As I walked back to Colonel R, I was very much crestfallen. It was evident that I was to be relieved. Well, I was willing. My battalion was gone and my heart was broken. I cared no more for wars, and I wanted a peaceful time in the Service of Supply. But I did think that Colonel R should at least thank me for the gallant work done by my battalion. In his dispatches he should mention that the First Battalion, under Major Single List, had bravely breasted the leaden hail and captured Hill 407, but was unable to advance farther because of severe losses.

I did not expect him to mention that my battalion had fought the whole battle alone and unsupported, and had been stopped through lack of support after it had captured the Red fort on Hill 407, but I did hope that he would acknowledge that it had been specially selected for the most difficult task. Also I felt that he should specially mention my gallantry in rallying forty volunteers and advancing to clinch the victory by capturing the Red machine gun nest.  He should have left me with my battalion now that the victory was won, and at night the 2nd Battalion could have safely taken over the position so gallantly won by us.

I reported to Colonel R. He told me that I was relieved; that he had recommended me for reclassification; that I was not fit to command the battalion; and that I would at once go back to division headquarters and report to General A.

I need not give a long discussion here of the explanations given by Colonel R. It seems that he blamed me for not taking the machine guns before they enfiladed my line, but gave no idea as to how I was to do it. He blamed me for letting my men run out of ammunition, but said nothing about the fact that no ammunition carts had reported to me. He blamed me for allowing my men to be caught in close formation by the Reds’ counter-barrage, but offered no suggestions as to how it could be avoided. In short, he blamed me for and not himself for the loss of the battle. He offered no satisfactory explanation of why he had made my battalion fight the battle alone. He belittled my capture of the Red fort on Hill 407; said it was no victory; that there was not a single Red on Hill 407. He made many heartless remarks about the lack of fighting qualities in my battalion; said it was run like a political club. This last I did not discuss with him, as I saw he was moved by jealousy, and I said nothing more to him. I determined to appeal to General A.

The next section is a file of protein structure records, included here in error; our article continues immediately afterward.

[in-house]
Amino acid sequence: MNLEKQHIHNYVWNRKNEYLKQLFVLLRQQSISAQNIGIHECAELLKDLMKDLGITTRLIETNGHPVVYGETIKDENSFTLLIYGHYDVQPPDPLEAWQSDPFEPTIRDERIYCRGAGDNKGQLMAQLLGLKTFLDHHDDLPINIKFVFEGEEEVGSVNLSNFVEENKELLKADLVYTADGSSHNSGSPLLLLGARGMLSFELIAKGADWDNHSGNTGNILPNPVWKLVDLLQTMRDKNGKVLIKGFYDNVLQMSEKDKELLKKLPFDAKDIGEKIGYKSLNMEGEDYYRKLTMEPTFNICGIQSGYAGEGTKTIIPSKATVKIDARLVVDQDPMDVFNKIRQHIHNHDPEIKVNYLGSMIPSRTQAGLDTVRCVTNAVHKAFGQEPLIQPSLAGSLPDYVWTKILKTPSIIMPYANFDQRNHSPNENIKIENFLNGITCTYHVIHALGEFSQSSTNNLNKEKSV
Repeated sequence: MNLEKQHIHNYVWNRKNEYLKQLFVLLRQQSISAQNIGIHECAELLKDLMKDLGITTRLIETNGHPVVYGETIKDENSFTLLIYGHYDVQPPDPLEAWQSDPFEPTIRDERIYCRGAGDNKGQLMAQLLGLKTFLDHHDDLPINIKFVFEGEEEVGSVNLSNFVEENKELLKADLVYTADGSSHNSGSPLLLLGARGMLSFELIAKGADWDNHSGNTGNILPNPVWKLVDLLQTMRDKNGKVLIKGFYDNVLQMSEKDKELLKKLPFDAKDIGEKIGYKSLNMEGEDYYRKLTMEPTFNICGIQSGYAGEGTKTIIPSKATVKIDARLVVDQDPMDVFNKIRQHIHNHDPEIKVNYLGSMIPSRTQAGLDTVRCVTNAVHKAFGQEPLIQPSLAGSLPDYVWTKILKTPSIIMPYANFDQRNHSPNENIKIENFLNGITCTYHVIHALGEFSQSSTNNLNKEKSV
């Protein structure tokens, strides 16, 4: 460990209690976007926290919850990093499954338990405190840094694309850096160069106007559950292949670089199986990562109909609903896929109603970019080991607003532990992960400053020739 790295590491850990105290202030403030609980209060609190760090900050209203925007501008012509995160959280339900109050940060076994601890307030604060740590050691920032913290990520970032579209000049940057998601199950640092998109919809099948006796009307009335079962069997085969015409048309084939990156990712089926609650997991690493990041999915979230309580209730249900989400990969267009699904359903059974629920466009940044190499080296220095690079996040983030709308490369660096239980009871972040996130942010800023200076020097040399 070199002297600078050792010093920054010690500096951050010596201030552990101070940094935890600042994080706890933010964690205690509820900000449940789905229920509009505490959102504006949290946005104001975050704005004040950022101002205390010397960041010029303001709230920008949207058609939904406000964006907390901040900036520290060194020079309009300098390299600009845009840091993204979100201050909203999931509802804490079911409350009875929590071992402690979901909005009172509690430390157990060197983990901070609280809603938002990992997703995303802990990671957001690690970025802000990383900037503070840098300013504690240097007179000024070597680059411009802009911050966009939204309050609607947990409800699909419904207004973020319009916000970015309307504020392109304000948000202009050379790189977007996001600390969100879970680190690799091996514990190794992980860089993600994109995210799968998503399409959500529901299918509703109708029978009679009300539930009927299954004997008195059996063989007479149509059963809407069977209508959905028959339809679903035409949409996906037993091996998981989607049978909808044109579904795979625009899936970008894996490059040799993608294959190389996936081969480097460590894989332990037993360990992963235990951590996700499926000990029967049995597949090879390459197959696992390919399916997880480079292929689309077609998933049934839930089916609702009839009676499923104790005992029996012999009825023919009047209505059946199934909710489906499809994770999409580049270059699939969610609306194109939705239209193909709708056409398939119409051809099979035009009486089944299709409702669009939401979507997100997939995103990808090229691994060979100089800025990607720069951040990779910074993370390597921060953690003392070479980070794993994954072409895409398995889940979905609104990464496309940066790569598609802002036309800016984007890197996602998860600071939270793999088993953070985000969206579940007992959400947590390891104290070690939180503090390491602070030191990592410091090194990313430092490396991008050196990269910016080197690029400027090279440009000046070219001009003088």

At division headquarters General A was too busy to see me, and the adjutant handed me an order to go to Bluey for reclassification. As no one would give me justice, I sat down and wrote to my old friend Senator Sorghum, and told him all about the battle and my victory and about Colonel R’s robbing me and my brave battalion of the credit. I knew that Senator Sorghum would understand me and see that I received justice from the War Department in Washington. […]

[1] Author’s side note—A command actually given in an American machine gun battalion in France.


The Rockenbach Report on the origins of the Tank Corps A.E.F.

“Prior to the arrival of the A.E.F., the American Military Mission in Paris had, by direction of the Chief of the War College, investigated and submitted a report under date of May 21st, 1917, giving the latest British and French technical and tactical ideas on the use of Tanks. Major Frank Parker, Liaison Officer at G.H.Q. of the French Armies of the North and North-East, submitted notes covering French Tanks in the Allied Offensive of April, 1917. In the light of our recent experience his two chief criticisms are of interest:

‘(a) Insufficient protection against fire. Little extinguishing material was provided.

(b) Faulty liaison with the Infantry. On several occasions the Tanks went ahead of the Infantry and were destroyed for lack of support. Many were destroyed.’